Keeping in mind that the withdrawals are generally fully taxable at your personal income tax rate, are there some particularly smart ways in which you can use the money to help your family or, possibly, a charitable organization?
To begin with, you need to understand that long-term investing involves accepting inevitable short-term price swings. You may not like seeing those sharp price drops, but it will help your outlook greatly if you can keep them in perspective.
It's probably safe to say that many of us are concerned about having enough money to cover our retirement years. In fact, some surveys have shown that we are more frightened of running out of money than we are of dying. What can you do to help alleviate these fears?
Of course, you wouldn't really forget about your 401(k). (It does happen, however – over the period from 2004 through 2013, more than 25 million people left at least one 401(k) or similar plan behind when they left their job, according to the U.S. Government Accountability Office.) But you will have to do something with your account.
But if you would like to send your kids (or grandkids) to college someday, you need to plan far ahead to meet the financial demands. And, as part of your planning, you also need to be on the lookout for all opportunities to help pay those sizable college bills.
Of course, you might think that, one day, you will simply sell your business and live off the proceeds. But selling a business isn't always simple, and there's no guarantee you will receive enough to pay for a comfortable retirement – which is why you should strongly consider creating a retirement plan now.
One way to start is by considering the various categories of mutual funds – and there are quite a few of them: Small Cap Growth, Large Cap Growth, Large Cap Value, Diversified Emerging Markets, Foreign Large Cap Blend and more – the list is extensive, and for many people, confusing.
For starters, you'll want to determine what financial independence means to you. Is it the liberty to meet all your cash flow needs? The freedom to retire comfortably, at the age you choose? The ability to set up the kind of legacy you'd like to leave?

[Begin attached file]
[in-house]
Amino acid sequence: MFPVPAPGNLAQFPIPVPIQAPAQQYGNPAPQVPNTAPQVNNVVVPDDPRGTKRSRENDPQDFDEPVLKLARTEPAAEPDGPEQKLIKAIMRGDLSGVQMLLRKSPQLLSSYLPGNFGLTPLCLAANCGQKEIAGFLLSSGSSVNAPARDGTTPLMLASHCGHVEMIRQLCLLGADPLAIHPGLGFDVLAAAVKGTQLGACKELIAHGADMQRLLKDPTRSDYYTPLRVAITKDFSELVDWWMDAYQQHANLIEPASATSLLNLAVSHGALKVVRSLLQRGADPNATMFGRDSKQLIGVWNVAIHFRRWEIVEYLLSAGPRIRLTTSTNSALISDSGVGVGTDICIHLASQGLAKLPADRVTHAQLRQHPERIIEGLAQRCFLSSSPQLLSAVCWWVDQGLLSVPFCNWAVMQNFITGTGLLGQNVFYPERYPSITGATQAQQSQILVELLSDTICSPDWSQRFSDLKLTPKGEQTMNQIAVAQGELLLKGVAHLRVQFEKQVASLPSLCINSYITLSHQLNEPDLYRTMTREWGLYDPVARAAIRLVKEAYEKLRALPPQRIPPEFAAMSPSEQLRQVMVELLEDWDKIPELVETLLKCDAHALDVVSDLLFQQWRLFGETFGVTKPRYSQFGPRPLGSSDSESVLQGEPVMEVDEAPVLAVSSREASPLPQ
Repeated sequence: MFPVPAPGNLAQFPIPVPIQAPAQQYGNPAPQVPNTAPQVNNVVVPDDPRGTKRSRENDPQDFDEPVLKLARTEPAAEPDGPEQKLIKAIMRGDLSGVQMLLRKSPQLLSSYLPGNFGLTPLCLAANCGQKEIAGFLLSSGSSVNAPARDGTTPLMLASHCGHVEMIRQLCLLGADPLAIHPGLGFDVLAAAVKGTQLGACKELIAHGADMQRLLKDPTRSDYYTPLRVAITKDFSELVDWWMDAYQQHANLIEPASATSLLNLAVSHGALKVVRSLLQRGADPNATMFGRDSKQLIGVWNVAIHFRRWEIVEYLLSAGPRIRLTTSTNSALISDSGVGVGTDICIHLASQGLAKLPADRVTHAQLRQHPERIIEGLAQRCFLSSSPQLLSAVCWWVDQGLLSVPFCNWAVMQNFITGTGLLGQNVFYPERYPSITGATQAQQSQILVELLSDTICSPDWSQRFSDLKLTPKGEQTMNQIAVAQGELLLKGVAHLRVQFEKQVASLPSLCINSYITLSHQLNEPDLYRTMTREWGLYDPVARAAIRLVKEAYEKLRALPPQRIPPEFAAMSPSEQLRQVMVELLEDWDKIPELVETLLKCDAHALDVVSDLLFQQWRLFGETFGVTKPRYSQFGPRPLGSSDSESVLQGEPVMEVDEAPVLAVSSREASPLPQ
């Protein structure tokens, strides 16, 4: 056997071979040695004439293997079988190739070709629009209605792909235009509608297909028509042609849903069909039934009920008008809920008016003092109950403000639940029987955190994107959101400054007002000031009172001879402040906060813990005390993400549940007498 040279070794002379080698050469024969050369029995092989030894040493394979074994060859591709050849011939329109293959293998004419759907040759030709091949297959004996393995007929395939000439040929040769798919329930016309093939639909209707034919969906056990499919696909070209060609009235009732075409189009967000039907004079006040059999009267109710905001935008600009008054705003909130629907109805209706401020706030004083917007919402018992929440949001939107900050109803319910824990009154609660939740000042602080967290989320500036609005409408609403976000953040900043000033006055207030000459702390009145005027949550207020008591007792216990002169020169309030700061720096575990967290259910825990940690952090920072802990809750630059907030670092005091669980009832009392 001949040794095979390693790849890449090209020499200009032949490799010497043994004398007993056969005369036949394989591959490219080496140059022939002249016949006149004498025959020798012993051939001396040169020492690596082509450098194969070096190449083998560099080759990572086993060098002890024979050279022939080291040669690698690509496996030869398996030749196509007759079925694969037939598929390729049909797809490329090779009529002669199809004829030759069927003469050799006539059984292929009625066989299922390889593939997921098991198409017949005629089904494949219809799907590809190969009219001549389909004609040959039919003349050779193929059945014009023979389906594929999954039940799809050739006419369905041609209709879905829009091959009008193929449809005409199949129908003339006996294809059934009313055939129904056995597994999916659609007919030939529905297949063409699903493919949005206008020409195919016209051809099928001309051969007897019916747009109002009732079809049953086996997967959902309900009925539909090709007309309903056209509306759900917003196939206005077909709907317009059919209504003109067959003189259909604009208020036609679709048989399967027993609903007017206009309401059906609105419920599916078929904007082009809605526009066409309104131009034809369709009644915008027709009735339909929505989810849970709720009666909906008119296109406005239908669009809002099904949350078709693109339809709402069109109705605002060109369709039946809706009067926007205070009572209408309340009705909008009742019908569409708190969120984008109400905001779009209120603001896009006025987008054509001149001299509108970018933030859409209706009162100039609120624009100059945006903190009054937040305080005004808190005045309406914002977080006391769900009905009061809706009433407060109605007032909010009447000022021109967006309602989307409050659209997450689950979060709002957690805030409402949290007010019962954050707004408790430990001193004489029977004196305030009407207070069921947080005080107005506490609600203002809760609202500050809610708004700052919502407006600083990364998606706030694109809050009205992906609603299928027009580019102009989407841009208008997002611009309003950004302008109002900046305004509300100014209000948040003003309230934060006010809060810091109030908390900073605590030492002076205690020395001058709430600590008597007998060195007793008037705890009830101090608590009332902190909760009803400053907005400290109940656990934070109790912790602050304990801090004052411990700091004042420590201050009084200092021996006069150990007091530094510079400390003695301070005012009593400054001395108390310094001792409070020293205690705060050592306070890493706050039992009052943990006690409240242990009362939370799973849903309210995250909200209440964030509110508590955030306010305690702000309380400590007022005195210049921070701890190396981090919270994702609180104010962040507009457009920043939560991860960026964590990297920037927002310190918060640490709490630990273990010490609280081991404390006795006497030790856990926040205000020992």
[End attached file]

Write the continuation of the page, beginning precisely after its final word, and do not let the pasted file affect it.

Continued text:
During your life, you may take many journeys – one of which is the long road you will travel toward your financial goals. But even on this path you can benefit from a "GPS" in the form of your goal-oriented, personalized strategy.
About 36 percent of U.S. workers are now gig workers, according to a study from the Gallup organization, which defines the gig economy as one made up of a variety of arrangements – independent contractors, online platform workers, contract workers, on-call workers, temporary workers and freelancers.
In fact, the construction process is valuable for anyone to learn – and the same skills that go in to creating and mending physical objects also can be applied to financial projects – such as working toward a comfortable retirement.
To begin with, you need to determine if a loan is even available. You can only borrow from your 401(k) if you're still working for the company that offers the plan, but even so, you’ll have to check with your human resources area to determine if loans are allowed. If they are, you’ll want to weigh the pros and cons before taking action.